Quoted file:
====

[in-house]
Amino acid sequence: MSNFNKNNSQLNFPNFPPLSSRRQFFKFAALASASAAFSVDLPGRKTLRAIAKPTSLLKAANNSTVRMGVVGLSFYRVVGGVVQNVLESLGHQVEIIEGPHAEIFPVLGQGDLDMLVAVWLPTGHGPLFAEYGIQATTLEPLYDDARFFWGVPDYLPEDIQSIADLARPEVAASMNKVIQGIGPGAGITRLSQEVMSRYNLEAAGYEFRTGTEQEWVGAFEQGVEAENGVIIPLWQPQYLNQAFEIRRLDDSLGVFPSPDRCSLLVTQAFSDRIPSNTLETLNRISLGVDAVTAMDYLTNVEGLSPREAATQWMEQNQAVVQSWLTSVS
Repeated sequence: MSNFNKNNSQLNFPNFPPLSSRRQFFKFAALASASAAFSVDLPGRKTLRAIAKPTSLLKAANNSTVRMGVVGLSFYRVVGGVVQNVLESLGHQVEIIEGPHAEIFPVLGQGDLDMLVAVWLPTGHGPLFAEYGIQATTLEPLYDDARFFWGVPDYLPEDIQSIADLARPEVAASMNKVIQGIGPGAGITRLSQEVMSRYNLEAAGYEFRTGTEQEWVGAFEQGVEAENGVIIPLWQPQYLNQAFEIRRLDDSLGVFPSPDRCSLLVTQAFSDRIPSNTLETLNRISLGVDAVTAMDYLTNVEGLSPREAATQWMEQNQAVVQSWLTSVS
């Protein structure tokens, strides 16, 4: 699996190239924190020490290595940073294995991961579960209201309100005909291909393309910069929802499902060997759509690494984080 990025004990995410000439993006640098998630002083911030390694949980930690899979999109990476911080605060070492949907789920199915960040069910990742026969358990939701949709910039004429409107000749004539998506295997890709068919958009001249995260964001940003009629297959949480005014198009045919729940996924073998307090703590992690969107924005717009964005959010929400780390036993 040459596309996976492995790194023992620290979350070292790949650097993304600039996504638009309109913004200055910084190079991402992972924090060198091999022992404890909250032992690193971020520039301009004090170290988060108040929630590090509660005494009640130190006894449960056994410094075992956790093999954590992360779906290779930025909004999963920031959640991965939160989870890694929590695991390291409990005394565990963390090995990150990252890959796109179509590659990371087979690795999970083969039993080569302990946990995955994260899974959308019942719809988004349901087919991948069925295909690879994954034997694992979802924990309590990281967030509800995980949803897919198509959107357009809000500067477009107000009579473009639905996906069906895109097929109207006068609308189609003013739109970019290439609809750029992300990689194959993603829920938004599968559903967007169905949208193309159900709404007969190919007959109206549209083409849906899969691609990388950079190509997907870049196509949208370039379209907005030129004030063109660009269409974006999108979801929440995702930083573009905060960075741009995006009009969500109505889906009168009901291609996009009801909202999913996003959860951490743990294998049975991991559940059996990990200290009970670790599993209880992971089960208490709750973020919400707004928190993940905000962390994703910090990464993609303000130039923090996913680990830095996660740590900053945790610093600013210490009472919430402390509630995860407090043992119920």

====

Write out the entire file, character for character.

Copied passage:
[in-house]
Amino acid sequence: MSNFNKNNSQLNFPNFPPLSSRRQFFKFAALASASAAFSVDLPGRKTLRAIAKPTSLLKAANNSTVRMGVVGLSFYRVVGGVVQNVLESLGHQVEIIEGPHAEIFPVLGQGDLDMLVAVWLPTGHGPLFAEYGIQATTLEPLYDDARFFWGVPDYLPEDIQSIADLARPEVAASMNKVIQGIGPGAGITRLSQEVMSRYNLEAAGYEFRTGTEQEWVGAFEQGVEAENGVIIPLWQPQYLNQAFEIRRLDDSLGVFPSPDRCSLLVTQAFSDRIPSNTLETLNRISLGVDAVTAMDYLTNVEGLSPREAATQWMEQNQAVVQSWLTSVS
Repeated sequence: MSNFNKNNSQLNFPNFPPLSSRRQFFKFAALASASAAFSVDLPGRKTLRAIAKPTSLLKAANNSTVRMGVVGLSFYRVVGGVVQNVLESLGHQVEIIEGPHAEIFPVLGQGDLDMLVAVWLPTGHGPLFAEYGIQATTLEPLYDDARFFWGVPDYLPEDIQSIADLARPEVAASMNKVIQGIGPGAGITRLSQEVMSRYNLEAAGYEFRTGTEQEWVGAFEQGVEAENGVIIPLWQPQYLNQAFEIRRLDDSLGVFPSPDRCSLLVTQAFSDRIPSNTLETLNRISLGVDAVTAMDYLTNVEGLSPREAATQWMEQNQAVVQSWLTSVS
């Protein structure tokens, strides 16, 4: 699996190239924190020490290595940073294995991961579960209201309100005909291909393309910069929802499902060997759509690494984080 990025004990995410000439993006640098998630002083911030390694949980930690899979999109990476911080605060070492949907789920199915960040069910990742026969358990939701949709910039004429409107000749004539998506295997890709068919958009001249995260964001940003009629297959949480005014198009045919729940996924073998307090703590992690969107924005717009964005959010929400780390036993 040459596309996976492995790194023992620290979350070292790949650097993304600039996504638009309109913004200055910084190079991402992972924090060198091999022992404890909250032992690193971020520039301009004090170290988060108040929630590090509660005494009640130190006894449960056994410094075992956790093999954590992360779906290779930025909004999963920031959640991965939160989870890694929590695991390291409990005394565990963390090995990150990252890959796109179509590659990371087979690795999970083969039993080569302990946990995955994260899974959308019942719809988004349901087919991948069925295909690879994954034997694992979802924990309590990281967030509800995980949803897919198509959107357009809000500067477009107000009579473009639905996906069906895109097929109207006068609308189609003013739109970019290439609809750029992300990689194959993603829920938004599968559903967007169905949208193309159900709404007969190919007959109206549209083409849906899969691609990388950079190509997907870049196509949208370039379209907005030129004030063109660009269409974006999108979801929440995702930083573009905060960075741009995006009009969500109505889906009168009901291609996009009801909202999913996003959860951490743990294998049975991991559940059996990990200290009970670790599993209880992971089960208490709750973020919400707004928190993940905000962390994703910090990464993609303000130039923090996913680990830095996660740590900053945790610093600013210490009472919430402390509630995860407090043992119920």